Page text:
Appeal from order of Superior Court, Oct. T., 1970, No. 934, affirming order and judgment of sentence of Court of Common Pleas, Trial Division, of Philadelphia, June T., 1967, No. 1189, in case of Commonwealth of Pennsylvania v. Albert White.
Francis S. Wright, Assistant Defender, with him John W. Packel, Assistant Defender, and Vincent J. Ziccardi, Defender, for appellant.
Deborah E. Glass, Assistant District Attorney, with her Milton M. Stein, Assistant District Attorney, James D. Crawford, Deputy District Attorney, Richard A. Sprague, First Assistant District Attorney, and Arlen Specter, District Attorney, for Commonwealth, appellee.
Jones, Eagen, O'Brien, Roberts and Pomeroy, JJ. Opinion by Mr. Justice Pomeroy. Mr. Justice Roberts concurs in the result. The former Mr. Chief Justice Bell and the former Mr. Justice Barbieri took no part in the consideration or decision of this case.
At approximately 1:30 on the morning of May 8, 1967, two men armed with a shotgun and a toy sheriff's badge forced their way into the home of one Frank White at 811 Summer Street in Philadelphia and robbed him of $2,400. Appellant, no relative of Frank White, was apprehended in connection with the crime and indicted for carrying a concealed deadly weapon, unlawfully carrying a firearm without a license, impersonating an officer, aggravated robbery and conspiracy. A timely motion to suppress the physical evidence seized at the time of his arrest was denied, and on August 23, 1968, a jury found appellant guilty of aggravated robbery. Following the denial of post-trial motions, sentencing was deferred pending a psychiatric examination. On May 15, 1970, appellant was sentenced to 2 1/2 to 12 years at the State Correctional Institution. On appeal, the Superior Court affirmed per curiam. We granted allocatur and now reverse.
On the second day of the trial one of the jurors reported to the court that one Herman Hall, manager of the Royal Theater where she previously had worked and where appellant's wife, Ruth White, was presently employed as a cashier, had sought to discuss the case with her. Out of the presence of the rest of the panel, the juror told the court that while walking to the courthouse that morning, she passed the Royal Theater; that Mr. Hall was standing in front of the building; that Hall stopped her and said: "I heard that you was on the White case." The juror stated that when she appeared not to recognize the reference, Mr. Hall explained, "It's the cashier". He then made inquiry whether the jury thought the defendant was guilty, and whether he was carrying a deadly weapon. Then, related the juror, without waiting for a response, Hall told the juror that she should be moving on, for court
was to begin in fifteen minutes. Following this disclosure, the juror was dismissed, and a bench warrant was issued for Mr. Hall.*fn1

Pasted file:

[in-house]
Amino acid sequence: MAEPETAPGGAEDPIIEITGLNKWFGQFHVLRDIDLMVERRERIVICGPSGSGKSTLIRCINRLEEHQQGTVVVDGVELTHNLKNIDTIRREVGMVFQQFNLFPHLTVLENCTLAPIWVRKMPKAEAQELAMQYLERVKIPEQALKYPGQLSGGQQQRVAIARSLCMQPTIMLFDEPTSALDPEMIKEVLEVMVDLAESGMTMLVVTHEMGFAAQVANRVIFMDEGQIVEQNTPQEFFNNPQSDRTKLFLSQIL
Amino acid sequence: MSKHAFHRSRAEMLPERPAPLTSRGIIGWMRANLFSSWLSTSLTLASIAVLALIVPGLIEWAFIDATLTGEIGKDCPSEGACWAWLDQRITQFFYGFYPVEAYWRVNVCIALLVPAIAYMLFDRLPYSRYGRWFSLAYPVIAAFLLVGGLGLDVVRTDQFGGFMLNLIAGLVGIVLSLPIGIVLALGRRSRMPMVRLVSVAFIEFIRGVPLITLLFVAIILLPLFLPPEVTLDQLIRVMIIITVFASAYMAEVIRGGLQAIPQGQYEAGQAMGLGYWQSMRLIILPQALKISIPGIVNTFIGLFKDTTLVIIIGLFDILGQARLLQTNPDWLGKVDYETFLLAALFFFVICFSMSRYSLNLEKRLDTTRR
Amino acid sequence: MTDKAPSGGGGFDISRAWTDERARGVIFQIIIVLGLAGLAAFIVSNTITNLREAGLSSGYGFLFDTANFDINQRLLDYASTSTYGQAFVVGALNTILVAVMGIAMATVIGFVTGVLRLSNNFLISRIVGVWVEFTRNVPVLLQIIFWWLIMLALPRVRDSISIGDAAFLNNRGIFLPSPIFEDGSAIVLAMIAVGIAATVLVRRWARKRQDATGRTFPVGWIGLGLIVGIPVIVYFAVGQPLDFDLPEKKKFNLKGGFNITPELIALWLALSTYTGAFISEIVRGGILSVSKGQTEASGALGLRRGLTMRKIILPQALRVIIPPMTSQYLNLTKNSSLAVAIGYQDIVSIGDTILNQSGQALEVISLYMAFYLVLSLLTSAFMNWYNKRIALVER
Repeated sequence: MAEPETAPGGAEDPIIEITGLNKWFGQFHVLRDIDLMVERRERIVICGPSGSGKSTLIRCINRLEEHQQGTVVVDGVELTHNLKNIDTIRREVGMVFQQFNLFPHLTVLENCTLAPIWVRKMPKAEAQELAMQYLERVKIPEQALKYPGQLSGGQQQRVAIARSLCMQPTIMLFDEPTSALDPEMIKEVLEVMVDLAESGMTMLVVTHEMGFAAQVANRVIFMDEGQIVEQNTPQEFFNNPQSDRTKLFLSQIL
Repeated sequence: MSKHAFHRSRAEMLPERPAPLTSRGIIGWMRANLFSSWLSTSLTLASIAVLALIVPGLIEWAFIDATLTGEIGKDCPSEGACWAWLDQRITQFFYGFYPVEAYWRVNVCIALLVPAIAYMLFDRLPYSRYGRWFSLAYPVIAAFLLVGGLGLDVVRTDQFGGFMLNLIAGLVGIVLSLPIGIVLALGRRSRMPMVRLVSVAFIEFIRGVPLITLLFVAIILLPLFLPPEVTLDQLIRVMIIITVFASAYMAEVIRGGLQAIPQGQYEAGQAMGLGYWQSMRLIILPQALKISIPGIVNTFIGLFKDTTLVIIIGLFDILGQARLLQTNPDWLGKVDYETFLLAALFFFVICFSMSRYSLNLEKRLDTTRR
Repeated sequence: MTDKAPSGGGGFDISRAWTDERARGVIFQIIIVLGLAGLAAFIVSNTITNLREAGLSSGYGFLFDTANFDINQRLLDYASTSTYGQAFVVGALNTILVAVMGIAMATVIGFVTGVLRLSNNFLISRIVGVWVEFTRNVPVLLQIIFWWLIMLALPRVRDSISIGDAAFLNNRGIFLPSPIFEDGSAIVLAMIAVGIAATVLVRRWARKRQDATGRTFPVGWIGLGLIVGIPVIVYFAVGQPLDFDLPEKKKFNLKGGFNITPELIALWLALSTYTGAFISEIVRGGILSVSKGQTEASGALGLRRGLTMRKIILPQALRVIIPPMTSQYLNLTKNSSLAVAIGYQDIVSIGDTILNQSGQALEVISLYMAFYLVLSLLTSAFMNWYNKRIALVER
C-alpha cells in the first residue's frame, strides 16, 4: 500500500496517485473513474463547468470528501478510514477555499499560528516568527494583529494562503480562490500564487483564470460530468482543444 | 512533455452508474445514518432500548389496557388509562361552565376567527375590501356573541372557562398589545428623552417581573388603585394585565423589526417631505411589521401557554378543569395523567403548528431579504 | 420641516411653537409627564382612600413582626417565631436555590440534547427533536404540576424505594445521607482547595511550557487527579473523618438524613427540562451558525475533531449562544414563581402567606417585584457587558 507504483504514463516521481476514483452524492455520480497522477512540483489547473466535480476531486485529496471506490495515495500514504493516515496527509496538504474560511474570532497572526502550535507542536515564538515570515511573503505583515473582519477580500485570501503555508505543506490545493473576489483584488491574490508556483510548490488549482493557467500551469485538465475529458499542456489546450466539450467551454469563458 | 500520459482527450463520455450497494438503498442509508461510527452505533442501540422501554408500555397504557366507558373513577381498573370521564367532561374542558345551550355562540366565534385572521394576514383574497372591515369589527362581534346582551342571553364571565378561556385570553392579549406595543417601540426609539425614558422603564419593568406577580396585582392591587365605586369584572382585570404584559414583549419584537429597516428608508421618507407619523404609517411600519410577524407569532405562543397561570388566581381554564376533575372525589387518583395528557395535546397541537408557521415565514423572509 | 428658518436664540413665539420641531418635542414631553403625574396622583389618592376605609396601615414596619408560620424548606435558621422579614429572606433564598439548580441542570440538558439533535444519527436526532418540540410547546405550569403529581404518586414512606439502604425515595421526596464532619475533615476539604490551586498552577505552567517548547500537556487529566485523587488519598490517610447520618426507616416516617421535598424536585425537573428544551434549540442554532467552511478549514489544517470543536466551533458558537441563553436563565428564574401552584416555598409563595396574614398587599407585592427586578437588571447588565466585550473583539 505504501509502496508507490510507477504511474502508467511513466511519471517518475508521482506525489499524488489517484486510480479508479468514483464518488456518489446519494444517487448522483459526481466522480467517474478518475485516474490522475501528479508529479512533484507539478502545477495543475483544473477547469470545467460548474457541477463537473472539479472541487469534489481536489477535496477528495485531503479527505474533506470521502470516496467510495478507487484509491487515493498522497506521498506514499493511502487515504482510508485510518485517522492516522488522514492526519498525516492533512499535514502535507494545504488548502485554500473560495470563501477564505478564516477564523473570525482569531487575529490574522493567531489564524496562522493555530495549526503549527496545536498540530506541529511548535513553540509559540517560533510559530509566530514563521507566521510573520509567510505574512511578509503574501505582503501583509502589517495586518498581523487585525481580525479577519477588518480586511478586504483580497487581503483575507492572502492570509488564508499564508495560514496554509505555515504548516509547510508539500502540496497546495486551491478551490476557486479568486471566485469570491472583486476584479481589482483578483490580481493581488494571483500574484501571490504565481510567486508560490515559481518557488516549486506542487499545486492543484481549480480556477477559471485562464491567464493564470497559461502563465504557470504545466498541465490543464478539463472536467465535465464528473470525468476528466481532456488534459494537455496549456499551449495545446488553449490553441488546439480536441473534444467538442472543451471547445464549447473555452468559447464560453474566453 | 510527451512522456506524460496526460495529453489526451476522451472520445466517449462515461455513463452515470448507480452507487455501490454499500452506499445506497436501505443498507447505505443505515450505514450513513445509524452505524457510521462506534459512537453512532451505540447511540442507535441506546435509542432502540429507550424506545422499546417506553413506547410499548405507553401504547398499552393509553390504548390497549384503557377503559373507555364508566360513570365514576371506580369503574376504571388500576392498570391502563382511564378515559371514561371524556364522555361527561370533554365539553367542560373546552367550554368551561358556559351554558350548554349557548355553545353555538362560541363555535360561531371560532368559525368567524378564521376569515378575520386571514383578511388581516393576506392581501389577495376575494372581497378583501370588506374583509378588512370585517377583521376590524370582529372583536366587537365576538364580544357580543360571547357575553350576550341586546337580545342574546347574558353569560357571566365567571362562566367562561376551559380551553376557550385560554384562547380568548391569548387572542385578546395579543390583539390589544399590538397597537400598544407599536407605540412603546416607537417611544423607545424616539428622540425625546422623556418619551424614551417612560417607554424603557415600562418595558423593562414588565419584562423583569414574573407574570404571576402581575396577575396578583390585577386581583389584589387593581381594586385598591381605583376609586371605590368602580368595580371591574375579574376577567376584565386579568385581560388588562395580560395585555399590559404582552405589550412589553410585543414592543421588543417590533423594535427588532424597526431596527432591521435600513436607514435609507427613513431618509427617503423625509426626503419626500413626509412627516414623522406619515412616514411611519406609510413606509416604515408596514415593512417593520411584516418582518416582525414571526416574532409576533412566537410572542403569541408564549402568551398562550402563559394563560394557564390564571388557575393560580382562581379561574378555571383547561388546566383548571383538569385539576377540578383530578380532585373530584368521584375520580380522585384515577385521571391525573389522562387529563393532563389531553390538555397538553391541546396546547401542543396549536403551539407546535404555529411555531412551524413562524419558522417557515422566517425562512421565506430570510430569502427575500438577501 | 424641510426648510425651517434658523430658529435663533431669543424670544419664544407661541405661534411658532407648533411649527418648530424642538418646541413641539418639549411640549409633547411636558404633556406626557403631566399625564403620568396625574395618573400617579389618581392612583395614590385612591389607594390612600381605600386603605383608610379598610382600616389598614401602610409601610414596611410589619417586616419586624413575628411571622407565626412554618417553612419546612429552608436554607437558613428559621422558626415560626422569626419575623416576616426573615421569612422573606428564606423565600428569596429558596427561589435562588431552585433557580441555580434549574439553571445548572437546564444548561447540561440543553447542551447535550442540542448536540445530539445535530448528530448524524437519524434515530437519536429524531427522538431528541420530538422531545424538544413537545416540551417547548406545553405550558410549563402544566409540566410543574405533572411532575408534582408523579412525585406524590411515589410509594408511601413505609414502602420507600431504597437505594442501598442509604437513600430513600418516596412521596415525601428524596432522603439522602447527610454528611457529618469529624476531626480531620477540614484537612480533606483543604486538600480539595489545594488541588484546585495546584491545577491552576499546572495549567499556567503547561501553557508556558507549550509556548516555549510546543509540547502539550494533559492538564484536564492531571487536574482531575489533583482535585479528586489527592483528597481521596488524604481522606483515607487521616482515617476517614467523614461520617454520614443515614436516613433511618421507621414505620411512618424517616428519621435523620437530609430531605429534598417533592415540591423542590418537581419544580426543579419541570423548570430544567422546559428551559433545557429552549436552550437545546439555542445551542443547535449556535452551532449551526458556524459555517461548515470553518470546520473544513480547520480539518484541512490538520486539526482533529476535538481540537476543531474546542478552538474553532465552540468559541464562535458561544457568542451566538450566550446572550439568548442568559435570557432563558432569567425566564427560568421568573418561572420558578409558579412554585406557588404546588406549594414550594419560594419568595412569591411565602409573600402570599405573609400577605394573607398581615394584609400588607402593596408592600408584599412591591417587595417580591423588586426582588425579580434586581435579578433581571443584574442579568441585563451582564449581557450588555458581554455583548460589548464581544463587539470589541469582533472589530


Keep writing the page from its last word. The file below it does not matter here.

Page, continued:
Later at trial, Mrs. White was called to the stand as an alibi witness. On direct examination she testified that on May 8, 1967, the day of the robbery, she and her husband attended a double-feature motion picture at the Royal Theater from 4:30 p.m. to 10:30 p.m., at which time they returned home, played Monopoly with their children, and retired to bed. On cross-examination, Mrs. White was asked by the Commonwealth whether she knew the juror who had previously been dismissed and who at one time had been an employee of Mr. Hall, her present employer. Admitting a nodding acquaintance, Mrs. White was then asked by the district attorney, "Ma'am, did you happen to call Mr. Herman Hall sometime yesterday after juror No. 8 was selected. Juror No. 8 is the former cashier, who used to work for Mr. Hall, and did you inform him that one of his old cashiers happened to be in your husband's jury?" An objection to this question was sustained and a partial answer was stricken.
The matter of possible corruption of a juror was raised a second time. Herman Hall was called to the stand by the Commonwealth to refute the alibi given by Mrs. White. He testified that two movies, "The Game Is Over" and "The Rage", together with one seven-minute "short", were playing at his theater on May 8, 1967. If appellant and his wife were there, as they testified, from 4:30 to 10:30 p.m., Hall stated that
they would have had to see one feature twice and the other feature one and one-half times.*fn2 This directly conflicted with Mrs. White's recollection that they had seen each picture but once in that six-hour time span. During the defense's presentation, Hall was recalled to the stand in an attempt to elicit information which would lessen the impact of his earlier testimony. He was first asked: "Mr. Hall, would the testimony you gave yesterday concerning the time schedule at the theater which you are manager of, was that testimony accurate?" The witness answered: "No, sir. I was in error." Further examination, however, revealed that Hall was incorrect only as to the order in which the ...